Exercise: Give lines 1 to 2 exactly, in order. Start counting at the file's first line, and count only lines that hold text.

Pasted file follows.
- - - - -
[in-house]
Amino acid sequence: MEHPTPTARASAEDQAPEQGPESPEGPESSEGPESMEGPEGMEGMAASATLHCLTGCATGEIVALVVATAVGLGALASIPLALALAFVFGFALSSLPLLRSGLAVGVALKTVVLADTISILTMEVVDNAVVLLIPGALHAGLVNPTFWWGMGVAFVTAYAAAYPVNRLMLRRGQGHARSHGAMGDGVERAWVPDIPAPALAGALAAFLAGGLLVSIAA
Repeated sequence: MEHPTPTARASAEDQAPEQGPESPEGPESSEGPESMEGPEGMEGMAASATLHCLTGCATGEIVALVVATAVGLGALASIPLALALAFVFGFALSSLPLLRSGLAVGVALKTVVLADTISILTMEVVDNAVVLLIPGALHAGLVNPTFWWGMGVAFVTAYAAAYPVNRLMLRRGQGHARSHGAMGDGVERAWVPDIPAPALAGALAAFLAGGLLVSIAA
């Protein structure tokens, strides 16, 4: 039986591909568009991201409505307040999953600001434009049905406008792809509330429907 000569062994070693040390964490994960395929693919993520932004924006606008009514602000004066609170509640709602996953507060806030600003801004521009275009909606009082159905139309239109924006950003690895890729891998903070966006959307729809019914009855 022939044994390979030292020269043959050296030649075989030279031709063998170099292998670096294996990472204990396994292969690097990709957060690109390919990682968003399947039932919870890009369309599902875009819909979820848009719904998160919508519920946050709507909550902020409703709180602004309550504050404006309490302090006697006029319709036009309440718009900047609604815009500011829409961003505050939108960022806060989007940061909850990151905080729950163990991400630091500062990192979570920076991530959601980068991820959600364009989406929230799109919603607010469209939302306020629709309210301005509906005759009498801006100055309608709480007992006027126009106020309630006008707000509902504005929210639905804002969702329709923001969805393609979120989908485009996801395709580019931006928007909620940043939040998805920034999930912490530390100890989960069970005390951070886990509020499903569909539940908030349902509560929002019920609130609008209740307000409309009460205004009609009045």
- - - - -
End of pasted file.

[in-house]
Amino acid sequence: MEHPTPTARASAEDQAPEQGPESPEGPESSEGPESMEGPEGMEGMAASATLHCLTGCATGEIVALVVATAVGLGALASIPLALALAFVFGFALSSLPLLRSGLAVGVALKTVVLADTISILTMEVVDNAVVLLIPGALHAGLVNPTFWWGMGVAFVTAYAAAYPVNRLMLRRGQGHARSHGAMGDGVERAWVPDIPAPALAGALAAFLAGGLLVSIAA